A Brief History of the Forest
The Early Years
Originally, all of the Town of Putney was land of the Sokokis and Pocumtuck people. The Forest for Learning land was wetland and upland forest. Settlers began building their homes along “The Street” (now Westminster Road) in 1764. They drained the Sacketts Brook wetland to create farmland. From 1880–1940 the Hannum family ran a dairy farm and raised hay, corn and tobacco on what would eventually become Putney Central School land.
They sold the farm in 1940 to Dr. Charles C. DeWolfe who came from Connecticut to practice medicine in Putney. Dr. DeWolfe also found time to plant white pine on the pasture land on the east side of the brook. Following his death, his widow sold the farm to the Putney School District in 1957.
This summary is based on the book Learning on the Land: A Place-Based Guide to the Putney Central School Forest (2007) by Christopher Nytch. Copies are available at the Putney Central School Library and the Putney Public Library.
A Rich History of Outdoor Education
Far-sighted action by the Putney Central School Board resulted in the preservation of this land for education and enjoyment by its students and the public. When purchasing a site for a new school building in 1957, the Board bought an entire 170-acre farm and kept all of it.
Following three sand and gravel extractions from 1959-l965 by the Town (creating the “Sand Pit”), and a largely unsuccessful logging project by the School Board in 1985, the Board’s School Forest Committee, led by teacher Anne Fines, focused forest activities on outdoor recreation and education. Anne and others raised $8,000 for the construction in 1981 of “The Portal Bridge to the Sacred Forest” which takes all safely over Sacketts Brook. In 2002 the PCS After School Forest Program began, led by Steve Anderson and Jacquie Walker. Upon their retirement, Vivian and Tom Prunier continued the program.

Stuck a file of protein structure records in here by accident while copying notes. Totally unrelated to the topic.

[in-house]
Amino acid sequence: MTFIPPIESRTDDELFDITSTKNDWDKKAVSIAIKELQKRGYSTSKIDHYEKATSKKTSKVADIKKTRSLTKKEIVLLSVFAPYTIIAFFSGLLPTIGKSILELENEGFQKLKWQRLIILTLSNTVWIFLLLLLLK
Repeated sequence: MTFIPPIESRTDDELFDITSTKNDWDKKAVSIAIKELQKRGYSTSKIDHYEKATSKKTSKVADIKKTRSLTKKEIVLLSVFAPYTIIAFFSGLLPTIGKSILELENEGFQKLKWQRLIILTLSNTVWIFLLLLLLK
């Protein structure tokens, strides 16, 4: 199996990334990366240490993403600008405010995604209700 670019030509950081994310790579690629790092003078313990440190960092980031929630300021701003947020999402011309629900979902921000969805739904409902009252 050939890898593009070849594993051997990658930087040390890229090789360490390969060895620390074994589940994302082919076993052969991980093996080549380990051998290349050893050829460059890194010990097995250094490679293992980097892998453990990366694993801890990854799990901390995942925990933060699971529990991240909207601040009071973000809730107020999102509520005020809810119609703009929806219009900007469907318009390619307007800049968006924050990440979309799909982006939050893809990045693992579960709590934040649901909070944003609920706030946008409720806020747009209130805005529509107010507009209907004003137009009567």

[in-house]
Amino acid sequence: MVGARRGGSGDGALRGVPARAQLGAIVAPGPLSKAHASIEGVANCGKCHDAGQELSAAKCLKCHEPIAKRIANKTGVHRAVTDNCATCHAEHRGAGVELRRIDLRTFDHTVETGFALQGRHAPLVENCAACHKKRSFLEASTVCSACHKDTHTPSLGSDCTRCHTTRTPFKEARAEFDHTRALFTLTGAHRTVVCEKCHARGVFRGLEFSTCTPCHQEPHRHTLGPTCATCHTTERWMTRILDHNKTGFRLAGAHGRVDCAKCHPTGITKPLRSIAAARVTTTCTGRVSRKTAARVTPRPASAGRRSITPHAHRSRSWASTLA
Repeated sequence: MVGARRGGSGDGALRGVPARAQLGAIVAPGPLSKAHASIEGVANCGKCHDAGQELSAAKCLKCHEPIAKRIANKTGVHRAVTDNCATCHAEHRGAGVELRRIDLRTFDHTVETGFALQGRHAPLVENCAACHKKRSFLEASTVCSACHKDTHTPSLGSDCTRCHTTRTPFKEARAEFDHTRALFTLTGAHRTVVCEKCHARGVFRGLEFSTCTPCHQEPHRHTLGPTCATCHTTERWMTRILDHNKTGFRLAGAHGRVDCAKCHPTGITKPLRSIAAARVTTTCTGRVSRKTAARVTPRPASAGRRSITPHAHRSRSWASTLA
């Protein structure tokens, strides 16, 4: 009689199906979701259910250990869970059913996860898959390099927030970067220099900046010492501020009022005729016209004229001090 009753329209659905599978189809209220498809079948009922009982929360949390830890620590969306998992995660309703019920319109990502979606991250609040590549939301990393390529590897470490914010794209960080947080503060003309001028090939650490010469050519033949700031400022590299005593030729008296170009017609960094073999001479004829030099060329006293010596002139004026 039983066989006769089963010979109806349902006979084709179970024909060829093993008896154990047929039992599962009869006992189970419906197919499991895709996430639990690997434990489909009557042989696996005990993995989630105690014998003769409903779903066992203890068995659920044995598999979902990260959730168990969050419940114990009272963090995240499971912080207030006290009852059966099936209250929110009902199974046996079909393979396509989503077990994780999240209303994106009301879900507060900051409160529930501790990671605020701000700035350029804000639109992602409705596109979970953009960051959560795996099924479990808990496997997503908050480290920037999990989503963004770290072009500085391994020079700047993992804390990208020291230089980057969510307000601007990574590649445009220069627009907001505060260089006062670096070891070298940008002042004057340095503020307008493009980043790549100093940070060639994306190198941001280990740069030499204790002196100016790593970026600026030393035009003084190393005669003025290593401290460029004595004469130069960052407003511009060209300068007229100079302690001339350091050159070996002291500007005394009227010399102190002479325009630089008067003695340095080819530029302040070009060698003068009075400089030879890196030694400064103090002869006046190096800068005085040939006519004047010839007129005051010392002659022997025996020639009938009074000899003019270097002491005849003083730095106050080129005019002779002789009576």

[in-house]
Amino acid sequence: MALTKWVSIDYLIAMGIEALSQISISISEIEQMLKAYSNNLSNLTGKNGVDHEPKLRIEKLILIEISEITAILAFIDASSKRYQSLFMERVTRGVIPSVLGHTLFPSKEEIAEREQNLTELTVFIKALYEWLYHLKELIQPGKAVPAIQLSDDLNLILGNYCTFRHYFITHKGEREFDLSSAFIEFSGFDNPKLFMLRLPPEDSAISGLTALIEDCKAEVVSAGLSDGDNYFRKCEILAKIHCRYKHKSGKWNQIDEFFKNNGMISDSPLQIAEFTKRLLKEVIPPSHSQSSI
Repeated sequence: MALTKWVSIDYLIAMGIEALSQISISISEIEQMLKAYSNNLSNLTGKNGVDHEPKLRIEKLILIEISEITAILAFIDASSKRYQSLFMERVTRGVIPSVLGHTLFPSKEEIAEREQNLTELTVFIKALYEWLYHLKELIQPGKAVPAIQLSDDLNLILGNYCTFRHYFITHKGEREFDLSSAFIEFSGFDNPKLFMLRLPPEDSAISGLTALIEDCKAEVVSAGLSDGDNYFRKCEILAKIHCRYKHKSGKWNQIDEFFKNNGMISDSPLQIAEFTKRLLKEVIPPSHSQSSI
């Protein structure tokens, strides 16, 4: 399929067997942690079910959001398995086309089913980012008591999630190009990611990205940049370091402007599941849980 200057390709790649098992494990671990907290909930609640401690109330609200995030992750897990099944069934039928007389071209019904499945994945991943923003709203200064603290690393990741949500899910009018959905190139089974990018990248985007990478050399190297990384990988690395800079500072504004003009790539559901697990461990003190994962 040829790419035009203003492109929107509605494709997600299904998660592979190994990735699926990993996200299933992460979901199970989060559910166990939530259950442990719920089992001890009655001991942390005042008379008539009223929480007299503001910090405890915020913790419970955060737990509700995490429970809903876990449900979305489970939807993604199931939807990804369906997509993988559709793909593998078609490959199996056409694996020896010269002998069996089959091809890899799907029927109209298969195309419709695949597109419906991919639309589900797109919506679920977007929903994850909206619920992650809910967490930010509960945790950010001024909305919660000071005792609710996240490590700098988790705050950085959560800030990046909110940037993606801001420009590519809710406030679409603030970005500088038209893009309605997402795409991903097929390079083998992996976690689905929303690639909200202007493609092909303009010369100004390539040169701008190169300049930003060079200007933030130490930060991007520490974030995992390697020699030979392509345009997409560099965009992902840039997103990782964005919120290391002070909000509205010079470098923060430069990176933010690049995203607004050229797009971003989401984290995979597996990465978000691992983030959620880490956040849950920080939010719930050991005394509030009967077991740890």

The school invited the -Four Winds Nature Program and Bonnyvale Environmental Education Center (BEEC) programs into its curriculum to support outdoor learning, and teachers developed their own forest programs.
With school consolidation looming in 2016-17, the Putney School Board decided to separate the school building and its grounds (now part of the Windham Southeast School District) from the Putney Central School Forest. The school also created a new non-profit to own and carry on management of the 167 acres of wetland and forest, now known as The Forest for Learning.
Forest for Learning, Inc. dedicates this forest as an educational and ecological resource for the children attending the Putney Central School, other educational institutions, and all members of the community. Its undeveloped character, history and diversity of natural plant communities and associated wildlife habitats make the forest an ideal site for an outdoor classroom, and a real-life laboratory to explore forest ecology, stewardship, and sustainability of life systems. The environmental and ecological integrity of the forest will be protected.
Donate to Support our Mission!
As a registered 501(c)(3) non-profit organization, we depend on donations to support our mission. Your generous donation helps us protect and conserve the forest, maintain safe access via trails and bridges, and foster educational programming for area students and the public.
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